I know of only one marina where I got permission to move stands, with the advice "just don't move them all at once". I do a lot of boat work so the manager felt comfortable. However, I went and found an expert and got a lesson on how to move them. (There are many steps/nuances, involving chain tensioning and which way to point the longer leg, for instance.) Then I moved them with the expert by my side, while he corrected me.
So even if you have permission, it's not something to be taken lightly. (And I'm an engineer
and could diagram each and every force involved.) Best to spend the money
and have the marina move them.
As for the barrier coat, you don't have to recoat the entire hull
. Just sand the spots where the stands were, so the next layer sticks. The instructions to apply the next coat within XX days are for if you aren't sanding
. (And I always clean the area with Xylene too. Not sure you have to, the instructions might say something different too.)
Note this last time, I took a dried/hardened block of barrier coat, viced it into a workmate vice, and sanded it. I caught the sandings/powder in a paper bag. (The spinning sanding wheel
doesn't affect the paper bag that much when it contacts it.)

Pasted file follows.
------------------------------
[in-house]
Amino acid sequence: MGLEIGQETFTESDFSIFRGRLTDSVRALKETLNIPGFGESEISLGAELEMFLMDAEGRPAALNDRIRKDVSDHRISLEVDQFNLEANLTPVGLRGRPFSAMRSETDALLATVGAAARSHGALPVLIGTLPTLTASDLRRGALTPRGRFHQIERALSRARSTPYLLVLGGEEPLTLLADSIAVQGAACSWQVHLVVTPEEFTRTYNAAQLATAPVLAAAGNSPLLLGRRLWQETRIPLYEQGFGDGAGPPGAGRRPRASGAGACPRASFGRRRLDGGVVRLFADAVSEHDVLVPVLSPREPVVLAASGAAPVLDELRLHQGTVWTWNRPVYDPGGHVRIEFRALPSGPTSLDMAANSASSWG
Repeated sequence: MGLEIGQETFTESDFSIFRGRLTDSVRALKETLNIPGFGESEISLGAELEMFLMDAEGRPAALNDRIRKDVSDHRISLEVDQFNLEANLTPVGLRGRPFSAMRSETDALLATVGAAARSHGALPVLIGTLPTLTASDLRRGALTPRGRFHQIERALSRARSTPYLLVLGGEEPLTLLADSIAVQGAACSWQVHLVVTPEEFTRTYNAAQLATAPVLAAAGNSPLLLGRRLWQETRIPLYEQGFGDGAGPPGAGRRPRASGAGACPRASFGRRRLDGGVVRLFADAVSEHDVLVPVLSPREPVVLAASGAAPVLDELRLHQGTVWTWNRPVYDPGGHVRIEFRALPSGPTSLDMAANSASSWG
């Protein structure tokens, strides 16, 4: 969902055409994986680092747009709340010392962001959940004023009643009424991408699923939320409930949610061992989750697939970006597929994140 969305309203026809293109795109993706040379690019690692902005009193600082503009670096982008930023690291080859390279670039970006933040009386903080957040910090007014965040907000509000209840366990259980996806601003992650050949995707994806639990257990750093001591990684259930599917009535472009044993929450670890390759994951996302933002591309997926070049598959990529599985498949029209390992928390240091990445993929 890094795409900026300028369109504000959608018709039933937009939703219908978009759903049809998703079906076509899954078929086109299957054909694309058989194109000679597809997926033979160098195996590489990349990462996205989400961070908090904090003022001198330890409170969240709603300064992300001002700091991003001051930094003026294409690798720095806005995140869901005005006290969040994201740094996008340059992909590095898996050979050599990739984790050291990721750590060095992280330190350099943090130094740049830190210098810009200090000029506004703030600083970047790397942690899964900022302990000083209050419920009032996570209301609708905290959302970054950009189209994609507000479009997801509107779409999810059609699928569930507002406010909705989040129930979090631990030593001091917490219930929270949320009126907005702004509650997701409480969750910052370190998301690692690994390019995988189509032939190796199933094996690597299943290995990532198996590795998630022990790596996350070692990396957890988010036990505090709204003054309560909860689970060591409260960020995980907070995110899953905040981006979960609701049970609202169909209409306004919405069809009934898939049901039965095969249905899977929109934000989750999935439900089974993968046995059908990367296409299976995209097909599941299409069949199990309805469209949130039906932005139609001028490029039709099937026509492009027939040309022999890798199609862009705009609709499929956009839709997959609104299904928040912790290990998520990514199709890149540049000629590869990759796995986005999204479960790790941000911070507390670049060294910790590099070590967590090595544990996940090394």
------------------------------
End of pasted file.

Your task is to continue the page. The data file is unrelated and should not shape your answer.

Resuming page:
I added the powder to a batch of barrier coat and it made a great filler with the consistency of peanut butter. This helped to fill the very bottom of our iron keel
. I think that normally barrier coat flows such that a void in the underside will get worse as the wet barrier coat flows down away from where you really want it, making the ridges around the void proportionately higher. Using this filler solved
Finally, watch your temperatures. If you have to launch early (or if you are launcing next week), you might want to invest in a cheap
tarp to put around the areas you are coating. With some space heaters and masking tape (to hold the tarp up), you'll be able to heat-up the enclosure and get work done during colder weather
. Barrier coat needs warm temperatures to cure, and you'll be putting on several coats. The difference between waiting an hour (in an 80 degree enclosure) and waiting a day (in a 60 degree enclosure) is dramatic. Or just wait until some dry days in spring.